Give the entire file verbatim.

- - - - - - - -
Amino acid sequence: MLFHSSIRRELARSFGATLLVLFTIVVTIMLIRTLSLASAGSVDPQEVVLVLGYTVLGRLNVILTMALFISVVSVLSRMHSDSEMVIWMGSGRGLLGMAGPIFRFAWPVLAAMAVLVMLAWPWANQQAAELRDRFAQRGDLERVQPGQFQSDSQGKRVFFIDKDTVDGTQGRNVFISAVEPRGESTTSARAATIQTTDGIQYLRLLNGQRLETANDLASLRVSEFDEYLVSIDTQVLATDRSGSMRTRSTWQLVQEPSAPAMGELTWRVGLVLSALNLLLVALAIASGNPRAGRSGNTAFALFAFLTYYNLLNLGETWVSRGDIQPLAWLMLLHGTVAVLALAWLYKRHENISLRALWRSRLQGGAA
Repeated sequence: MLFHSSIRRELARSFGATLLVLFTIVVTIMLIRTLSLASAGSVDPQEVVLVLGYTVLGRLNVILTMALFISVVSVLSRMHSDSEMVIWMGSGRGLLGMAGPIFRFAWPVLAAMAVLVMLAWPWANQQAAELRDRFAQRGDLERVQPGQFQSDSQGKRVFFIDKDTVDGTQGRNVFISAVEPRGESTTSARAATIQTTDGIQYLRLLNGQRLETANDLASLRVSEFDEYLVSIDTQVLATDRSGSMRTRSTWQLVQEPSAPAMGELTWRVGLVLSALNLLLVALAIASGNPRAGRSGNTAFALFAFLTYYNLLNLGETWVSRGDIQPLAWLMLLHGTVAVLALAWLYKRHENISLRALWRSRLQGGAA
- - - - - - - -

Amino acid sequence: MLFHSSIRRELARSFGATLLVLFTIVVTIMLIRTLSLASAGSVDPQEVVLVLGYTVLGRLNVILTMALFISVVSVLSRMHSDSEMVIWMGSGRGLLGMAGPIFRFAWPVLAAMAVLVMLAWPWANQQAAELRDRFAQRGDLERVQPGQFQSDSQGKRVFFIDKDTVDGTQGRNVFISAVEPRGESTTSARAATIQTTDGIQYLRLLNGQRLETANDLASLRVSEFDEYLVSIDTQVLATDRSGSMRTRSTWQLVQEPSAPAMGELTWRVGLVLSALNLLLVALAIASGNPRAGRSGNTAFALFAFLTYYNLLNLGETWVSRGDIQPLAWLMLLHGTVAVLALAWLYKRHENISLRALWRSRLQGGAA
Repeated sequence: MLFHSSIRRELARSFGATLLVLFTIVVTIMLIRTLSLASAGSVDPQEVVLVLGYTVLGRLNVILTMALFISVVSVLSRMHSDSEMVIWMGSGRGLLGMAGPIFRFAWPVLAAMAVLVMLAWPWANQQAAELRDRFAQRGDLERVQPGQFQSDSQGKRVFFIDKDTVDGTQGRNVFISAVEPRGESTTSARAATIQTTDGIQYLRLLNGQRLETANDLASLRVSEFDEYLVSIDTQVLATDRSGSMRTRSTWQLVQEPSAPAMGELTWRVGLVLSALNLLLVALAIASGNPRAGRSGNTAFALFAFLTYYNLLNLGETWVSRGDIQPLAWLMLLHGTVAVLALAWLYKRHENISLRALWRSRLQGGAA